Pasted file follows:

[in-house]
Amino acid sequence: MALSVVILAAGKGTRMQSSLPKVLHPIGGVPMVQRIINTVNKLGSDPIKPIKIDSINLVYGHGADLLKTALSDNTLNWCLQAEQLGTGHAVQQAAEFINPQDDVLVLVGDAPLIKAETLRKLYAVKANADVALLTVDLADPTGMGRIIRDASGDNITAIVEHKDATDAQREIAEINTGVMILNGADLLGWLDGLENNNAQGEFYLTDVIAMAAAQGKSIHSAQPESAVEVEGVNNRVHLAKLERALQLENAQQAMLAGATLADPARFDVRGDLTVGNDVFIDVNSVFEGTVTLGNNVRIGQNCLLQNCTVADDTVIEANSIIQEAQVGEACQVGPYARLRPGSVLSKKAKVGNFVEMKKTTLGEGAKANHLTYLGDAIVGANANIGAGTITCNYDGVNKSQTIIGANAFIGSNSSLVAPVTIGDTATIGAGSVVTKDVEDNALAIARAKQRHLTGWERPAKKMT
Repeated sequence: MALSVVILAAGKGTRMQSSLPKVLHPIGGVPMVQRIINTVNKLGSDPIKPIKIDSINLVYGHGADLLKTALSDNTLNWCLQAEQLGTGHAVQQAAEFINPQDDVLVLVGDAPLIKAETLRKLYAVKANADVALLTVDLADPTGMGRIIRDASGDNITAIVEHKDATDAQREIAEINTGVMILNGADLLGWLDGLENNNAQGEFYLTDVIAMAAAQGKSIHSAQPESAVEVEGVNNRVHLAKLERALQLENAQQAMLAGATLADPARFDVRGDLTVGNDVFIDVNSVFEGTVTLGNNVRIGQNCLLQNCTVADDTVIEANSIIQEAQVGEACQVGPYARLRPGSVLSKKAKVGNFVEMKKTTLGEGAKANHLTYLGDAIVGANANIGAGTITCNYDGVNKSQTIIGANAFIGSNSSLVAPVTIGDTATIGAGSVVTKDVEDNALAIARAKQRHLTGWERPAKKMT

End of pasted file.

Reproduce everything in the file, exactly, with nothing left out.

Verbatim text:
[in-house]
Amino acid sequence: MALSVVILAAGKGTRMQSSLPKVLHPIGGVPMVQRIINTVNKLGSDPIKPIKIDSINLVYGHGADLLKTALSDNTLNWCLQAEQLGTGHAVQQAAEFINPQDDVLVLVGDAPLIKAETLRKLYAVKANADVALLTVDLADPTGMGRIIRDASGDNITAIVEHKDATDAQREIAEINTGVMILNGADLLGWLDGLENNNAQGEFYLTDVIAMAAAQGKSIHSAQPESAVEVEGVNNRVHLAKLERALQLENAQQAMLAGATLADPARFDVRGDLTVGNDVFIDVNSVFEGTVTLGNNVRIGQNCLLQNCTVADDTVIEANSIIQEAQVGEACQVGPYARLRPGSVLSKKAKVGNFVEMKKTTLGEGAKANHLTYLGDAIVGANANIGAGTITCNYDGVNKSQTIIGANAFIGSNSSLVAPVTIGDTATIGAGSVVTKDVEDNALAIARAKQRHLTGWERPAKKMT
Repeated sequence: MALSVVILAAGKGTRMQSSLPKVLHPIGGVPMVQRIINTVNKLGSDPIKPIKIDSINLVYGHGADLLKTALSDNTLNWCLQAEQLGTGHAVQQAAEFINPQDDVLVLVGDAPLIKAETLRKLYAVKANADVALLTVDLADPTGMGRIIRDASGDNITAIVEHKDATDAQREIAEINTGVMILNGADLLGWLDGLENNNAQGEFYLTDVIAMAAAQGKSIHSAQPESAVEVEGVNNRVHLAKLERALQLENAQQAMLAGATLADPARFDVRGDLTVGNDVFIDVNSVFEGTVTLGNNVRIGQNCLLQNCTVADDTVIEANSIIQEAQVGEACQVGPYARLRPGSVLSKKAKVGNFVEMKKTTLGEGAKANHLTYLGDAIVGANANIGAGTITCNYDGVNKSQTIIGANAFIGSNSSLVAPVTIGDTATIGAGSVVTKDVEDNALAIARAKQRHLTGWERPAKKMT